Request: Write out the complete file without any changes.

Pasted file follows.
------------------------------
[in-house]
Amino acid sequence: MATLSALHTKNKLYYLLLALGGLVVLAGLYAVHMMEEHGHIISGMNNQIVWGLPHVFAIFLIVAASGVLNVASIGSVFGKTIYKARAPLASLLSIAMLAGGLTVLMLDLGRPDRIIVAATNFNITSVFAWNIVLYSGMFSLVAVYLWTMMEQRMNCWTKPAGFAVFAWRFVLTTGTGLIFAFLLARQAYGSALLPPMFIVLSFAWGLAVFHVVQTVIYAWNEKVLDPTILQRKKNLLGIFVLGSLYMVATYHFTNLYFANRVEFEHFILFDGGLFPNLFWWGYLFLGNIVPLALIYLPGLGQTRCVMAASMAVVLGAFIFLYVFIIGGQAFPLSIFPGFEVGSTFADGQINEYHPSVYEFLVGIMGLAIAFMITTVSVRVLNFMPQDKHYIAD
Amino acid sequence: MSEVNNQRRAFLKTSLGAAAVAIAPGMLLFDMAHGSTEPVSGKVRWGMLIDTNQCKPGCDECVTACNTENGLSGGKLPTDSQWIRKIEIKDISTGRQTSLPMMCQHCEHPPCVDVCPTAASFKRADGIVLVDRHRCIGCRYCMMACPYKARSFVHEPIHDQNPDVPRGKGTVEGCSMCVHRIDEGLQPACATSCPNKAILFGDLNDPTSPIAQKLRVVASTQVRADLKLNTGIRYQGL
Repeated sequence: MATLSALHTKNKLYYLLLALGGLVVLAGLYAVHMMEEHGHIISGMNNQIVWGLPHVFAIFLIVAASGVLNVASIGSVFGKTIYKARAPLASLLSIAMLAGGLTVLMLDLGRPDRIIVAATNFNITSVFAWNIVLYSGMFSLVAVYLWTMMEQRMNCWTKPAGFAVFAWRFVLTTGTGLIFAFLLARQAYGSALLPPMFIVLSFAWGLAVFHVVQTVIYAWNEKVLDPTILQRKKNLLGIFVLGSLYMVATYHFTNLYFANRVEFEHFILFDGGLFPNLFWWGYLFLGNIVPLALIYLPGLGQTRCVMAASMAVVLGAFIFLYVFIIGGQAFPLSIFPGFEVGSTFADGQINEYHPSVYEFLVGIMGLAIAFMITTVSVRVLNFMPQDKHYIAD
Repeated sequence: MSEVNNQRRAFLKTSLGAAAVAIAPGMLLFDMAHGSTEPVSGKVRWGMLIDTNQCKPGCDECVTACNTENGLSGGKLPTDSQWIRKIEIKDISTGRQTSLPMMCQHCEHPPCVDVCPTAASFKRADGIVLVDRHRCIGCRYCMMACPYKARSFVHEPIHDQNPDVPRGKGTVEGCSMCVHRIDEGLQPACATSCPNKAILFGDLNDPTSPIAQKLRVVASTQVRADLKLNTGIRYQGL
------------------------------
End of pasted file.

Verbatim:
[in-house]
Amino acid sequence: MATLSALHTKNKLYYLLLALGGLVVLAGLYAVHMMEEHGHIISGMNNQIVWGLPHVFAIFLIVAASGVLNVASIGSVFGKTIYKARAPLASLLSIAMLAGGLTVLMLDLGRPDRIIVAATNFNITSVFAWNIVLYSGMFSLVAVYLWTMMEQRMNCWTKPAGFAVFAWRFVLTTGTGLIFAFLLARQAYGSALLPPMFIVLSFAWGLAVFHVVQTVIYAWNEKVLDPTILQRKKNLLGIFVLGSLYMVATYHFTNLYFANRVEFEHFILFDGGLFPNLFWWGYLFLGNIVPLALIYLPGLGQTRCVMAASMAVVLGAFIFLYVFIIGGQAFPLSIFPGFEVGSTFADGQINEYHPSVYEFLVGIMGLAIAFMITTVSVRVLNFMPQDKHYIAD
Amino acid sequence: MSEVNNQRRAFLKTSLGAAAVAIAPGMLLFDMAHGSTEPVSGKVRWGMLIDTNQCKPGCDECVTACNTENGLSGGKLPTDSQWIRKIEIKDISTGRQTSLPMMCQHCEHPPCVDVCPTAASFKRADGIVLVDRHRCIGCRYCMMACPYKARSFVHEPIHDQNPDVPRGKGTVEGCSMCVHRIDEGLQPACATSCPNKAILFGDLNDPTSPIAQKLRVVASTQVRADLKLNTGIRYQGL
Repeated sequence: MATLSALHTKNKLYYLLLALGGLVVLAGLYAVHMMEEHGHIISGMNNQIVWGLPHVFAIFLIVAASGVLNVASIGSVFGKTIYKARAPLASLLSIAMLAGGLTVLMLDLGRPDRIIVAATNFNITSVFAWNIVLYSGMFSLVAVYLWTMMEQRMNCWTKPAGFAVFAWRFVLTTGTGLIFAFLLARQAYGSALLPPMFIVLSFAWGLAVFHVVQTVIYAWNEKVLDPTILQRKKNLLGIFVLGSLYMVATYHFTNLYFANRVEFEHFILFDGGLFPNLFWWGYLFLGNIVPLALIYLPGLGQTRCVMAASMAVVLGAFIFLYVFIIGGQAFPLSIFPGFEVGSTFADGQINEYHPSVYEFLVGIMGLAIAFMITTVSVRVLNFMPQDKHYIAD
Repeated sequence: MSEVNNQRRAFLKTSLGAAAVAIAPGMLLFDMAHGSTEPVSGKVRWGMLIDTNQCKPGCDECVTACNTENGLSGGKLPTDSQWIRKIEIKDISTGRQTSLPMMCQHCEHPPCVDVCPTAASFKRADGIVLVDRHRCIGCRYCMMACPYKARSFVHEPIHDQNPDVPRGKGTVEGCSMCVHRIDEGLQPACATSCPNKAILFGDLNDPTSPIAQKLRVVASTQVRADLKLNTGIRYQGL